New plants can detect bombs by changing color
A scientist at Colorado State University has developed a way to make everyday plants one of the first lines of defense in the war on terror.
Lab work currently underway makes green plants turn white if they detect explosive, biological or chemical weapons in their environment. Imagine someone walking by these plants in an airport with hidden explosives - and the plants changing color to alert security.
Professor June Medford and fellow scientists on the campus of Colorado State University are now working with the US Departments of Defense and Homeland Security to develop high-tech plants for use in airports and other public areas.
"We actually modify the seed," "and then it's a trait that is stable and stays with it forever. It's very empowering because it will tell you that there's an explosive around: 'get the security guys here!'"
The idea may sound like science fiction, but Medford says using plants to detect chemicals and pathogens makes perfect sense. Just think of bananas, which are picked green but won't ripen in northern climates unless exposed to the gas ethylene. Medford has likewise modified her plants to react when exposed to specific agents, at which point they turn from green to white.
"It's a program we can put in any plant species," Medford said.
Like most living organisms, plants have built-in defense mechanisms. "But plants can't run and hide from a threat," Medford explained. "They have to have a way to detect and respond and they do that already. But they detect bugs and things like that. What we've done is teach them a new trick ... to detect things we care about."
Medford's list of possibilities seems endless. In addition to explosives detection, plants can be modified to react to disease-causing microbes, pollutants, even carbon monoxide or radon gases in homes. Medford also says members of the military in Iraq and Afghanistan could use these greens to detect improvised explosive devices (IEDs).
But don't get too curious about the science behind it all. There were numerous times Medford was unable to answer a question, for security purposes. The delicate nature of national security, she explains, means keeping some of this stuff secret.
"When you have a system where the bad guys don't even know that there's a detector there, I think it's very, very powerful," Medford said. "It can tell our security guys, the police, where to come and and where to look."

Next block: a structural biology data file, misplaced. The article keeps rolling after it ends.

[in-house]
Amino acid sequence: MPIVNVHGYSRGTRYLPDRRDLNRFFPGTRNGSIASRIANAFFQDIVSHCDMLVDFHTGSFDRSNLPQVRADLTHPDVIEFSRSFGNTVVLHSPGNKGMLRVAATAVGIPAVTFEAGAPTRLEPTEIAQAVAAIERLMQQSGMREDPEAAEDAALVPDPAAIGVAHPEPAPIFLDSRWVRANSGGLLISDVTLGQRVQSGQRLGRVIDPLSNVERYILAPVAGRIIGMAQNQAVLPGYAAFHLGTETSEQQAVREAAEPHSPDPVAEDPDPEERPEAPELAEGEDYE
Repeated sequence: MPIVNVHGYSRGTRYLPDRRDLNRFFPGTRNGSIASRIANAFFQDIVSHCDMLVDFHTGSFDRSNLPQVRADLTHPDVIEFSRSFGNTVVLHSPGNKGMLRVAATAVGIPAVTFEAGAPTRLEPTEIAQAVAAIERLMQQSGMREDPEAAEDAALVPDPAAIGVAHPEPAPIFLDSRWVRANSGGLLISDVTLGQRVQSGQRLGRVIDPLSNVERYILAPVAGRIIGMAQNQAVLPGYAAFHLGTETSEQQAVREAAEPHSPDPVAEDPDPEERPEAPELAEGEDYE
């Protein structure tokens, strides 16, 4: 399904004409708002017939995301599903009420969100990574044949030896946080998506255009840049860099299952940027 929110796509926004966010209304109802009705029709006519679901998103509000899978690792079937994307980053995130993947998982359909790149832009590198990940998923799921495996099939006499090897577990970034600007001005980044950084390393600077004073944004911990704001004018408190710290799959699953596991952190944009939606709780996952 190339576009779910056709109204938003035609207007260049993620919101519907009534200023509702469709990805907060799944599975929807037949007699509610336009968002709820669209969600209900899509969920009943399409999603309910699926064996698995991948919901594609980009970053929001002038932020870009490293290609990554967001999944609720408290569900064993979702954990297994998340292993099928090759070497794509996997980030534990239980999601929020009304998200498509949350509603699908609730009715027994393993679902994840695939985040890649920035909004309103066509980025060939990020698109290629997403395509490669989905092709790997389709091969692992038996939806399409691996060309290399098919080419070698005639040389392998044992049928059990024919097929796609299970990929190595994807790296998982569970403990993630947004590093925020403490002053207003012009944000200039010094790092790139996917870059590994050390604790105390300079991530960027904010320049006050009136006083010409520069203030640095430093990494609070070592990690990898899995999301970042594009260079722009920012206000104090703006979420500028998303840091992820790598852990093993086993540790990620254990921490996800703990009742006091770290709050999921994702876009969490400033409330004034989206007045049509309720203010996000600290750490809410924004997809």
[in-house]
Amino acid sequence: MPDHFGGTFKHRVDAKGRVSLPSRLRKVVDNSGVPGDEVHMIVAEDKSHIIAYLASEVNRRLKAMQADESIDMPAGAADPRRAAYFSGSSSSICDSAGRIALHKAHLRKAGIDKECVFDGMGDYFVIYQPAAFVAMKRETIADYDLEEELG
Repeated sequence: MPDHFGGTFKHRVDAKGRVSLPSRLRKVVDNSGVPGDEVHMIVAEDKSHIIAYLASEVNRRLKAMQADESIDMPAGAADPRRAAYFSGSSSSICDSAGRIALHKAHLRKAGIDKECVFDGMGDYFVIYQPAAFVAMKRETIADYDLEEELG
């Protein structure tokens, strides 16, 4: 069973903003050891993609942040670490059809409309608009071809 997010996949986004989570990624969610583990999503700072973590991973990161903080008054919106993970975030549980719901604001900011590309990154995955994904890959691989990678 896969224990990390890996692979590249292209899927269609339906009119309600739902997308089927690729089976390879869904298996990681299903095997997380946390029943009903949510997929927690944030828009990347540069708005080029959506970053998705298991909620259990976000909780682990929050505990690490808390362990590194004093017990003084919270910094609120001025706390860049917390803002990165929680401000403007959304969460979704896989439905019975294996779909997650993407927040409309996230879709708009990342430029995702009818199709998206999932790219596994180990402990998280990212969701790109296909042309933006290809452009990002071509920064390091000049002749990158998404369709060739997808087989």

Before it becomes practical, however, the time it takes a plant to turn from green to white has to be reduced, Medford said. "It works right now, but it'll work in hours; we need to cut it down to minutes and seconds. And we think that's very doable - and indeed we're getting some very good data to support that."
The hope, according to Medford, is that one day the United States will use plants as an additional layer of security, not as a replacement to current systems. Her plants have the same sensitivity as bomb-sniffing dogs, and being stuck in the soil rather than walking around sniffing things has some inherent advantages.
"I've talked to the world's leading people who work with dogs," she said, "and it's really hard to get good data on dogs. Dogs are very, very good sometimes, and then dogs get distracted. My plants don't get distracted."
Dogs, however, do carry the element of surprise, Medford says, which is why the layered approach is important. One of the other advantages of using plants as enemy detectors, is they come pretty cheap. Because these plants can be produced on a large scale, they cost less than a penny per unit.
What's more, they reset. Medford tells that once the offensive substance has been removed the plant will go back to original color and can be used again and again. Pending the outcome of further testing, first alert plants could be in use in just a few years.
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